Dancing to the beat, B-Boy KWAN Siu-ping does hand hops, headstands and even head-spinning to showcase various power moves of Breakdancing…
Ping loves Breakdancing (also known as Breaking or B-Boying). His creative choreography has won him one prize after another in street dance competitions big and small. With promoting dancing in mind, Ping enrolled in the Higher Diploma in Arts and Cultural Events Management programme with the Hong Kong Institute of Vocational Education (IVE). Equipped with the new knowledge he has learned, he plans to dance in front of Hong Kong’s historic monuments and upload videos onto social media platforms, hoping to use breakdancing to preserve local heritage and promote dancing.
King of Dance turns interest into career
Since his secondary school years, Ping has got in touch with Breaking and teamed up with friends for group dance performance. He braved the challenges of highly difficult moves with a strong passion and earned many prizes with his teammates in various competitions on the way. However, he had never dreamed of making a mark in the local dancing scene. Ping said: “In the beginning, I simply wanted to look cool, without thinking of winning in competitions. The wins steel my resolve to turn my interest into a career.”
Street dance has brought Ping many breakthroughs and prizes. As a member of the local dance community, he hopes he can make Breaking popular and contribute to the field. After graduating from secondary school, he worked as a dance instructor in a local youth services organisation to inspire tomorrow’s dancing stars. “After all, Breaking requires tremendous strength. I start to think about my future when I grow older and no longer dance,” he said. “How can I continue to promote Breaking, making it into the mainstream in Hong Kong?” Ping thus made a decision to enrol in the IVE Higher Diploma in Arts and Cultural Events Management programme in 2018. By taking a professional course about cultural event promotion, Ping is determined to change people’s perception and raise the profile of street dance on which people always see as a subculture happening at the street corners.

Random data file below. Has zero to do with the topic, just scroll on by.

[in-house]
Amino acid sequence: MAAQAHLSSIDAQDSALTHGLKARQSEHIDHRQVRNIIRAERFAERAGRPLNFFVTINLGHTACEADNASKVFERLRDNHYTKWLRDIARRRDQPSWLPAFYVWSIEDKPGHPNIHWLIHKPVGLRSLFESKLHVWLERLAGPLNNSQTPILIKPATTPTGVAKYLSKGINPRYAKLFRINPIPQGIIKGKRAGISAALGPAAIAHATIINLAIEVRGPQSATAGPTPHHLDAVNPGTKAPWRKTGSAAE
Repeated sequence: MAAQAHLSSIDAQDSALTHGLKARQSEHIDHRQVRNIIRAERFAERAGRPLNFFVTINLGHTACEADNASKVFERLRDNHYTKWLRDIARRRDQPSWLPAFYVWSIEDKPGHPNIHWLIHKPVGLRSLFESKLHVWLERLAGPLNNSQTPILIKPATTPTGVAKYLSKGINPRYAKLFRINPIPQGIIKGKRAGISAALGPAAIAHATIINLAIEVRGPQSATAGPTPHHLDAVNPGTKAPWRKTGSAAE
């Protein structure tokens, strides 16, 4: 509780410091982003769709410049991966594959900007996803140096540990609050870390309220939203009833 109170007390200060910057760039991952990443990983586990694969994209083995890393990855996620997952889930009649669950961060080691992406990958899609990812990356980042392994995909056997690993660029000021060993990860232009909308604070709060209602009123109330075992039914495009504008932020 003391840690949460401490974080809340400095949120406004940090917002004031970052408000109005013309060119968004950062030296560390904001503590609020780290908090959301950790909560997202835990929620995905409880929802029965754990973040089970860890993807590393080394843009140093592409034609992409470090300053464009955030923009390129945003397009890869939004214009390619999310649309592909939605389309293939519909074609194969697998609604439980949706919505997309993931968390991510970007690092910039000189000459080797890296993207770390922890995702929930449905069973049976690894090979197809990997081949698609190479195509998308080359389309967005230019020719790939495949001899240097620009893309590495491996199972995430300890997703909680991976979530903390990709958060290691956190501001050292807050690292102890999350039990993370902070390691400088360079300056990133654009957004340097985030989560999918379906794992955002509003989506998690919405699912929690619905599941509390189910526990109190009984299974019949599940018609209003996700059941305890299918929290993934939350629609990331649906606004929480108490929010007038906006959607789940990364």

The IVE course is an eye-opener for Ping as he learns culture and art forms other than dancing. He completed an internship arranged by IVE at a heritage conservation organisation. There, he assisted in organising promotional events in preserving history and culture, such as docent tours and arts workshops where he learnt much about local history and culture and the importance of conservation. “Signs of the past of Hong Kong can be found at every turn. One may walk pass a temple without knowing it has stood for more than a hundred years,” said Ping. “Festivals and traditional events have legends behind them and they are the full sum of Hong Kong, the place where we grow up.”
Fiery dragon fires imagination
During his internship, the organisation helped plan the Fire Dragon Dance, a large-scale event that celebrates Mid-Autumn Festival. The “dragon masters” first taught the participants to help make the dragon with straw. Ping was part of the team to help co-ordinate the event. As a dancer, Ping earned “favour” from a master who asked him to be a member of the team holding the fire dragon head. He found it very interesting: “I have never thought of being a ‘headliner’ in a fire dragon dance because I am good at dancing. I thought of adding some Breaking elements, only to find that the dragon head was so heavy that it took at least four persons to move it.” The experience gives him new ideas in heritage conservation. “Just like Breaking, a dance routine can include many moves with sequences of self-created movements. So does heritage conservation. Varied cultural elements can be combined to become the spotlight.”
Breaking and historic monuments
After completing the internship, Ping comes up with an innovative plan. Apart from promoting Breaking, he wants people to learn more about the historic monuments in Hong Kong. “Using digital promotion skills taught in the course, I will shoot a series of videos featuring Breaking in front of historic monuments and upload them onto social media platforms with descriptions of the buildings,” said Ping. “Combining Breaking with history and culture, the dance will exude a ‘local’ vibe, attracting people of all ages.”
Although his plan is temporarily held up by the COVID-19 pandemic, Ping has made good use of his time researching and choreographing dance routines so that he can realise his plan sooner. Looking ahead, he is about to graduate from IVE and plans to work in a heritage conservation organisation to earn experience and further his study. Ping hopes to learn more about heritage conservation and put his knowledge to practice, contributing in promoting Breaking.